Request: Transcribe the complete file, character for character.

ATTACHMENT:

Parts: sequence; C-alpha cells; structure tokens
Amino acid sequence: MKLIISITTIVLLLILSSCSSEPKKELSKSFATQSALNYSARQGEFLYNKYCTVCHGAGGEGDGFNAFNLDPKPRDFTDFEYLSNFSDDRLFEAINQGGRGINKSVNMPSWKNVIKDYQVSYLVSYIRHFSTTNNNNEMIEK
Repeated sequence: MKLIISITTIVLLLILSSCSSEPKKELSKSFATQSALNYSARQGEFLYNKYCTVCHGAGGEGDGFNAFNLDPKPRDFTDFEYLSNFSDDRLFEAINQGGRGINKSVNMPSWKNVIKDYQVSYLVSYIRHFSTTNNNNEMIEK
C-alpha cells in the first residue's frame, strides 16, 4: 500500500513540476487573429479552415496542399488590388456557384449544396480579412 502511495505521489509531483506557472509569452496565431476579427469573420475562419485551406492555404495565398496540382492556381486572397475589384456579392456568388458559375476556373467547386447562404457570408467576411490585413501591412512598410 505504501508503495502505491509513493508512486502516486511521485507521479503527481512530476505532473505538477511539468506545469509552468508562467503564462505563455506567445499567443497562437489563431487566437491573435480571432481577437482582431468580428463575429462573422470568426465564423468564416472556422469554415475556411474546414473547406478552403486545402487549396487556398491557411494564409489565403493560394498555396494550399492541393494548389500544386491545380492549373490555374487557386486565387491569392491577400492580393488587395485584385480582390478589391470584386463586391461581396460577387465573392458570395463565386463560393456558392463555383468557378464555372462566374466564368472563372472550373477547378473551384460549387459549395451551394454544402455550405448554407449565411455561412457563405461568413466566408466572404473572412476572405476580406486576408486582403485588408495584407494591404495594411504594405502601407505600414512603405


Parts: sequence; C-alpha cells; structure tokens
Amino acid sequence: MKLIISITTIVLLLILSSCSSEPKKELSKSFATQSALNYSARQGEFLYNKYCTVCHGAGGEGDGFNAFNLDPKPRDFTDFEYLSNFSDDRLFEAINQGGRGINKSVNMPSWKNVIKDYQVSYLVSYIRHFSTTNNNNEMIEK
Repeated sequence: MKLIISITTIVLLLILSSCSSEPKKELSKSFATQSALNYSARQGEFLYNKYCTVCHGAGGEGDGFNAFNLDPKPRDFTDFEYLSNFSDDRLFEAINQGGRGINKSVNMPSWKNVIKDYQVSYLVSYIRHFSTTNNNNEMIEK
C-alpha cells in the first residue's frame, strides 16, 4: 500500500513540476487573429479552415496542399488590388456557384449544396480579412 502511495505521489509531483506557472509569452496565431476579427469573420475562419485551406492555404495565398496540382492556381486572397475589384456579392456568388458559375476556373467547386447562404457570408467576411490585413501591412512598410 505504501508503495502505491509513493508512486502516486511521485507521479503527481512530476505532473505538477511539468506545469509552468508562467503564462505563455506567445499567443497562437489563431487566437491573435480571432481577437482582431468580428463575429462573422470568426465564423468564416472556422469554415475556411474546414473547406478552403486545402487549396487556398491557411494564409489565403493560394498555396494550399492541393494548389500544386491545380492549373490555374487557386486565387491569392491577400492580393488587395485584385480582390478589391470584386463586391461581396460577387465573392458570395463565386463560393456558392463555383468557378464555372462566374466564368472563372472550373477547378473551384460549387459549395451551394454544402455550405448554407449565411455561412457563405461568413466566408466572404473572412476572405476580406486576408486582403485588408495584407494591404495594411504594405502601407505600414512603405